Guideto JapanCulture History
Kagawa is Japan’s smallest prefecture by size. Set on the northeastern end of Shikoku, it borders the Seto Inland Sea and includes many offshore islands. The inland is dominated by the Sanuki Mountains along the southern border with Tokushima Prefecture, with flat, arid land toward the coast. The Seto Ōhashi bridge connects Kagawa to the main island of Honshū.
Kagawa Prefecture at a Glance
- Established in 1888 (formerly Sanuki province)
- Capital: Takamatsu
- Population: 950,000 (as of Oct. 2020)
- Area: 1,877 km2
Large portions of Kagawa fall within the borders of the sprawling Setonaikai National Park, including popular sightseeing spots like the islands of Shōdoshima and Naoshima and the rugged Goshikidai Plateau. Ritsurin Garden in Takamatsu is one of Japan’s most famous landscape gardens. The prefecture is renowned among foodies as the home of Sanuki udon.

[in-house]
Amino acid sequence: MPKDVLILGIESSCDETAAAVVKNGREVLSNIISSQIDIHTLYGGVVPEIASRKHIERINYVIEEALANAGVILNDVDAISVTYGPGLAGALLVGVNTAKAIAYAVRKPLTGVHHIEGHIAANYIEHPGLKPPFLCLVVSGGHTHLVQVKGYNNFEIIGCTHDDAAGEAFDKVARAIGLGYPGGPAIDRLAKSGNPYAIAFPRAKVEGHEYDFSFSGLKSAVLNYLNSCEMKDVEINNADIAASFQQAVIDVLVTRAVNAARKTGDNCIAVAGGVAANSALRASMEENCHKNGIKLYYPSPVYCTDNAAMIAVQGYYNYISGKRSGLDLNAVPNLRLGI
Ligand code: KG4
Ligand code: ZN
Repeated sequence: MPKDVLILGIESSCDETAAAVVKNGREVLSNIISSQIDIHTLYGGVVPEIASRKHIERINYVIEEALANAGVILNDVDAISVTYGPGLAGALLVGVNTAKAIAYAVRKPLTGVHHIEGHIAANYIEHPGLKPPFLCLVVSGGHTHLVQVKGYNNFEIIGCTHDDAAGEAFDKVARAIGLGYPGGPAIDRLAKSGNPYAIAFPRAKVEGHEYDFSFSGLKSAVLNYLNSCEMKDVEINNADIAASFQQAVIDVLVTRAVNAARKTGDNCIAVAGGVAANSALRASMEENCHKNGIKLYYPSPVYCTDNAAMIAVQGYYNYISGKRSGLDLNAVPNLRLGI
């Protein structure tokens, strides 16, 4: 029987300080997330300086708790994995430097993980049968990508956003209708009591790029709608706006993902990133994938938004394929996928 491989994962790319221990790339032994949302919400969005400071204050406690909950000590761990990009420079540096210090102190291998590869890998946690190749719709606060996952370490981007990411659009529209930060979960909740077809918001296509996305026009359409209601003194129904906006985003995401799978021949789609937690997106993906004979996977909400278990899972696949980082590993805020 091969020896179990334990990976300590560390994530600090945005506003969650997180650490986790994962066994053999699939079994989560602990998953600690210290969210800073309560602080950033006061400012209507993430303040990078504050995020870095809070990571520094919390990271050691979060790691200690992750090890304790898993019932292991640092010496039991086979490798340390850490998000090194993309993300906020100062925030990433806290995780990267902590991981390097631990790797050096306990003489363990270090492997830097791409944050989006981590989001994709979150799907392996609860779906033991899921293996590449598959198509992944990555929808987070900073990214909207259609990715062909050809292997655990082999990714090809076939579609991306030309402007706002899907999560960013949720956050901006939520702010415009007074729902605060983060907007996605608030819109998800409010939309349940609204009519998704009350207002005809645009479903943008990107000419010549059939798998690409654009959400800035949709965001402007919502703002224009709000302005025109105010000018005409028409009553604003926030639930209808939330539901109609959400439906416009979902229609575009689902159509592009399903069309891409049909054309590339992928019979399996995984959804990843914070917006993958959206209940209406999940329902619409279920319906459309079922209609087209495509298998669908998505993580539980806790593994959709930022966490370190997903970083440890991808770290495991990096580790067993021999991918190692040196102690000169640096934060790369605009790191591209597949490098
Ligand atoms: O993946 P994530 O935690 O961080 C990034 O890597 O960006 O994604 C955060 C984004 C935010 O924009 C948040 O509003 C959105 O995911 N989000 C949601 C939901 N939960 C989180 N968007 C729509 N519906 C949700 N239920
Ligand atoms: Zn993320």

A number of leading firms in sectors like automotive parts, electrical and construction machinery, and shipbuilding are located in Kagawa. Advanced fields such as metal processing and molds, as well as chemicals and other primary industrial materials, account for a sizable portion of the prefecture’s economic output. Kagawa is Japan’s top producer of olives. Nori and Japanese amberjack are farmed in the nutrient-rich waters of the Inland Sea.
- Kūkai (774–835): Buddhist priest, also known as Kōbō Daishi. Founded the Shingon sect of Buddhism.
- Kikuchi Kan (1888–1948): Novelist, playwright, and founder of major publisher Bungei Shunjū. Established the Akutagawa Prize and Naoki Prize, two of Japan’s most prestigious literary awards.
- Miyatake Tōyō (1895–1979): Japanese-American photographer known for documenting the internment of Japanese Americans at Manzanar in California during World War II.
(Originally published in English. Banner photo: The Seto Inland Sea seen from Naoshima. © Pixta.)
For the complete list of the country’s 47 prefectures, see “The Prefectures of Japan.”